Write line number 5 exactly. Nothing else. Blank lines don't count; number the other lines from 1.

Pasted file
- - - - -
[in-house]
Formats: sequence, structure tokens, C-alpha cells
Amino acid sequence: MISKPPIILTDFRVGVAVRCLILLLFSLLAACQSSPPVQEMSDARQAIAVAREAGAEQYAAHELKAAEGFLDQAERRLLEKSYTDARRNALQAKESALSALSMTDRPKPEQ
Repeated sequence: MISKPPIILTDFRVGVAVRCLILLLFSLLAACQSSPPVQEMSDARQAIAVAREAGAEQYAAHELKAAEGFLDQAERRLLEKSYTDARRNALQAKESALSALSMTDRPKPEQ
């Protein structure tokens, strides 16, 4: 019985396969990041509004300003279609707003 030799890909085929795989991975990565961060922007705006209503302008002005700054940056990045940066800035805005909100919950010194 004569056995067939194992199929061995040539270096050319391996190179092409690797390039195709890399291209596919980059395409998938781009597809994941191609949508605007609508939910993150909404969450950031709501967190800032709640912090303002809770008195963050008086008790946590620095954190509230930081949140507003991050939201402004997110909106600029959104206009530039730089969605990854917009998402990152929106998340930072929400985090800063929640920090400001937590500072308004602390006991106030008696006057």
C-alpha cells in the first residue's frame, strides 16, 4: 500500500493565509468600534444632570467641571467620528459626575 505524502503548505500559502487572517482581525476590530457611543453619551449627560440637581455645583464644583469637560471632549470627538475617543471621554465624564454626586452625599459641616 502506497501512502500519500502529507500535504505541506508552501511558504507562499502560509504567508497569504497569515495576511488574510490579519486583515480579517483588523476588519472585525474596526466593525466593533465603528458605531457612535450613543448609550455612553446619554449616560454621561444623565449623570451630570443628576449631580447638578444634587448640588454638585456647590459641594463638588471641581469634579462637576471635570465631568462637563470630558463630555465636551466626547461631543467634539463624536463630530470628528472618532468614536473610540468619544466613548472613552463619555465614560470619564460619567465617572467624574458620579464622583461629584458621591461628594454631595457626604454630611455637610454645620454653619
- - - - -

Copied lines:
């Protein structure tokens, strides 16, 4: 019985396969990041509004300003279609707003 030799890909085929795989991975990565961060922007705006209503302008002005700054940056990045940066800035805005909100919950010194 004569056995067939194992199929061995040539270096050319391996190179092409690797390039195709890399291209596919980059395409998938781009597809994941191609949508605007609508939910993150909404969450950031709501967190800032709640912090303002809770008195963050008086008790946590620095954190509230930081949140507003991050939201402004997110909106600029959104206009530039730089969605990854917009998402990152929106998340930072929400985090800063929640920090400001937590500072308004602390006991106030008696006057």